'The city has something for everyone'

'The city has something for everyone'

'The city has something for everyone'
The best part about being a diplomat is that one gets to travel to different countries, meet all kinds of people and get an insight into the culture and food habits of different geographical regions. This best sums up the experience of Margit Hellwig Boette, German Consul General in Bengaluru, who moved to the city a while ago.

Margit grew up in the small town of Immenhausen in Germany, completed her schooling in Kassel and later went to the University of Goettingen to pursue her interest in French language, literature and history. She worked in France, studied European administration in Belgium later and then joined the Foreign Service when she was 29 years old.

Margit says that it is her interest in meeting people that got her to join the Foreign Service. Bengaluru is the first city in India that she has been posted in. “Bengaluru was actually my husband Gerd Boette’s choice. He felt the weather here perfectly suited our taste,” says Margit. Gerd worked as a librarian at the Berlin State Library before he moved to Bengaluru.

Adapting to the ways of Bengaluru wasn’t very tough, says Margit, as she worked in Kenya before she came here. “There are a lot of Kenyans with Indian roots, and there’s a big Indian diaspora there. I got a great exposure to Indian culture there, so I decided to come here and see the place myself,” adds Margit.

She likes to describe Bengaluru as a combination of Mombasa, Nairobi and New York. “The traffic here is chaotic, there are many tree-lined streets and the ‘tuk-tuks’ are wonderful. I adjusted here faster than I thought I would. The city, though crowded, is colourful and the people are warm,” she observes.

Sharing her experience of getting around the city, Margit says, “When I came here, I noticed that if you are crossing the road, the cars don’t stop for you. I later learnt that you have to show your hand and not be scared but walk straight on to get across the road.” Her weekends are usually spent at home, but she likes to take time off to explore the city and its gourmet culture. “There’s a restaurant called ‘The Open Box’ which serves the best ‘Caesar Salad’ that I have ever had. It’s a blend of Caesar salad and ‘chicken tikka’ which comes in a wrap, something like fusion food. I also love the ‘dim sums’ at ‘The Lantern’ in Ritz Carlton. It’s my favourite Chinese restaurant,” she says.

Margit elaborates that she has also taken a liking to spicy food, after her stay in some of the African countries. She enjoys ‘chicken biryani’ as well as fish and vegetarian dishes with ‘appam’ at ‘Karavalli’. “I eat everything that swims in the ocean! I relish the ‘Kerala fish fry’ and ‘mango curry’ with ‘string hoppers’,” she adds.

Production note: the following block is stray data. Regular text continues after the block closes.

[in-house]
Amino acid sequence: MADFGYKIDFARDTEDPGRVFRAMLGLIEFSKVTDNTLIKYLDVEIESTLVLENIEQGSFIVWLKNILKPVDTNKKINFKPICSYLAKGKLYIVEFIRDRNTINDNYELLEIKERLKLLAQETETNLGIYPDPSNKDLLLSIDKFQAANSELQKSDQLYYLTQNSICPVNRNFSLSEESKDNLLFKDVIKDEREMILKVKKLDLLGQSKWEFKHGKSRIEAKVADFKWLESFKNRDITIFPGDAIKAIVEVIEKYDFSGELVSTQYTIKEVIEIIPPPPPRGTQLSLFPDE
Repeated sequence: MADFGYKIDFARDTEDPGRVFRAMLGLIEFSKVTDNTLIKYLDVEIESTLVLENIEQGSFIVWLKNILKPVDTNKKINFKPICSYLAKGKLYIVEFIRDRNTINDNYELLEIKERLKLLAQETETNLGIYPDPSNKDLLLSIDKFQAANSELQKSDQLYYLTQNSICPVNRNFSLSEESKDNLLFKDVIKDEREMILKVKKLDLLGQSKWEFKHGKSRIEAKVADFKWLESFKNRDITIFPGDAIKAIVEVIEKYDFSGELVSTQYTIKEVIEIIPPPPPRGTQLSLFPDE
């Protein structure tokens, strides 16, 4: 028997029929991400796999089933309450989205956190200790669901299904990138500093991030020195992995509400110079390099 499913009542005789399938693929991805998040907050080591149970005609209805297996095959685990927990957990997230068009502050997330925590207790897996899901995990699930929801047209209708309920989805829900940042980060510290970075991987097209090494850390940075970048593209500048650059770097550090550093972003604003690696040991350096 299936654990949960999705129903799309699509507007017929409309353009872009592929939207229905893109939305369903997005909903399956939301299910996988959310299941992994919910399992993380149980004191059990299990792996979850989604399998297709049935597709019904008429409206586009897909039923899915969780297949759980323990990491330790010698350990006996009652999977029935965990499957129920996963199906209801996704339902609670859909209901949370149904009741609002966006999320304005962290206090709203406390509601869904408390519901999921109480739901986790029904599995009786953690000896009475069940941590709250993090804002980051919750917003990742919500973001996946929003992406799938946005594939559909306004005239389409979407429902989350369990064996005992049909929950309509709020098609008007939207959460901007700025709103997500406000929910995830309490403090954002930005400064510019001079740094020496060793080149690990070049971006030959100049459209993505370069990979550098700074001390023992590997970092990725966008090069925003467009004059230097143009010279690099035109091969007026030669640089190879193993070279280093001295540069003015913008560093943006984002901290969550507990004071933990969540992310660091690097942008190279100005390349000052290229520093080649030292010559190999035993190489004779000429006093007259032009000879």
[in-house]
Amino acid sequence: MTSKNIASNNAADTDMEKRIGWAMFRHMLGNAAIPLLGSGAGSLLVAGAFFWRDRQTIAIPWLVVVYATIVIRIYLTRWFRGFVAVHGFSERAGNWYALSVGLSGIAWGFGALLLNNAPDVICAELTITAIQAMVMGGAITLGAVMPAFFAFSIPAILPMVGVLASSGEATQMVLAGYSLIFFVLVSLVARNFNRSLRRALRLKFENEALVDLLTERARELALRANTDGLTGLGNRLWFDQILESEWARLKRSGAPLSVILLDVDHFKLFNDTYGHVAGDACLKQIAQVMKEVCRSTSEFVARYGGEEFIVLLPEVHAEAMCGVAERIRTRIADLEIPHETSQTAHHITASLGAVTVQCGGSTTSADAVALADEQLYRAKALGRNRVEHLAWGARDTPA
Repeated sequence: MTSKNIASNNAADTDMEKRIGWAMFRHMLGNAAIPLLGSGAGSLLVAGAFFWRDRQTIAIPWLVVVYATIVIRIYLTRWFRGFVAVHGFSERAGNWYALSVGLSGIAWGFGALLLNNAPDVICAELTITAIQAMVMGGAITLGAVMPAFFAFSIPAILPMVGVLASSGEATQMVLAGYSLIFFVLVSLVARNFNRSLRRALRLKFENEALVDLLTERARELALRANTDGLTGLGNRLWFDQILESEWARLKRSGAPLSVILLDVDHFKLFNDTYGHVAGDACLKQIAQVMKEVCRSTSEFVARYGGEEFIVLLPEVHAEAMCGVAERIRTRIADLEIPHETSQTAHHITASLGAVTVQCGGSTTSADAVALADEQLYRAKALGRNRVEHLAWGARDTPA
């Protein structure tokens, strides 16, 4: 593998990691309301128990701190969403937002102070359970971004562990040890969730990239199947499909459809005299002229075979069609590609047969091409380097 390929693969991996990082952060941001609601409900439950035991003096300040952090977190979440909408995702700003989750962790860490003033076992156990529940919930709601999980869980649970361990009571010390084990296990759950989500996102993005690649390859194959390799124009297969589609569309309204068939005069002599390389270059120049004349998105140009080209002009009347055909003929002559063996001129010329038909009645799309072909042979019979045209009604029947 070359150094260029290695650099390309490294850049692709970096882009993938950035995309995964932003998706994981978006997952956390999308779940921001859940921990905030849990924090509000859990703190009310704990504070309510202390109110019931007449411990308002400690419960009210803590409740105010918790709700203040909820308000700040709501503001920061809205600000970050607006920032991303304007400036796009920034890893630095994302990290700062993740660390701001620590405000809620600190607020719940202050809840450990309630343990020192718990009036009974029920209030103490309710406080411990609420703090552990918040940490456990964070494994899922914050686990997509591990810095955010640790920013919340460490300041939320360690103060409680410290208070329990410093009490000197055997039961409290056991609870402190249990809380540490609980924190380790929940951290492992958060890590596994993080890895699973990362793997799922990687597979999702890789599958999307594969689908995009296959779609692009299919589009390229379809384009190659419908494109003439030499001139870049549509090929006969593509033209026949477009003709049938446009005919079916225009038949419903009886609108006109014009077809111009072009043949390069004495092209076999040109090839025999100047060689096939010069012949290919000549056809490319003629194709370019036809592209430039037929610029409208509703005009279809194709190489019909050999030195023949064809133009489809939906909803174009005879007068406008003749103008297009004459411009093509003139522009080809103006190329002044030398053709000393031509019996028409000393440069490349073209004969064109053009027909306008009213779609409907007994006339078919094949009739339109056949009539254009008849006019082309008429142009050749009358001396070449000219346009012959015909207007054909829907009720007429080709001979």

There are a few stores in Germany that sell ready-to-cook Indian curries and Margit has tried them all.  “I cook ‘palak paneer’ here but I give it my own twist. My husband and I cook together. While we prepare our German food which largely comprises sausages, meat and potatoes, we also make space for some Indian dishes in our kitchen,” she adds.

The couple also make German bread at home. “I bring the ready-to-cook dough from Germany. I just have to mix it up and put it in the machine. I find it hard to get the kind of bread we like in Bengaluru,” she says. Margit’s work keeps her busy and she finds it hard to make time for shopping. “I shop for my clothes in Germany. I am fascinated by the Indian sari but find it hard to drape,” she adds.

Unlike in Germany, where people largely keep to themselves, she finds the people here to be warm and easy to converse with. Margit also points out that the joint family structure here is something that you don’t find in Germany. “Families in Germany are smaller and children become independent once they finish school,” she says. 

When it comes to the infrastructure, she says, “Germany is a small place which is sparsely populated. But here, it is a challenge for governments to develop the infrastructure in tune with the growing population. This is a challenge faced in every fast-developing city and Bengaluru is no exception.”

She is all praises for the young workforce here which she terms as ‘enterprising’ and ‘talented’. “No wonder, German companies here like to hire Indians because they are a hardworking lot with a liking for technology and research,” she says.

They also like to party hard and the city, she feels, is never short of entertainment. “The art, theatre and music scene is really lively here. There is something for everyone,” she says.

Also, since it is the season of the Indian Premier League (IPL), Margit hopes to watch her first IPL match this week.
 “I don’t follow cricket but I would like to experience the atmosphere at a live IPL match. We have a similar craze for soccer back home,” she says with a smile.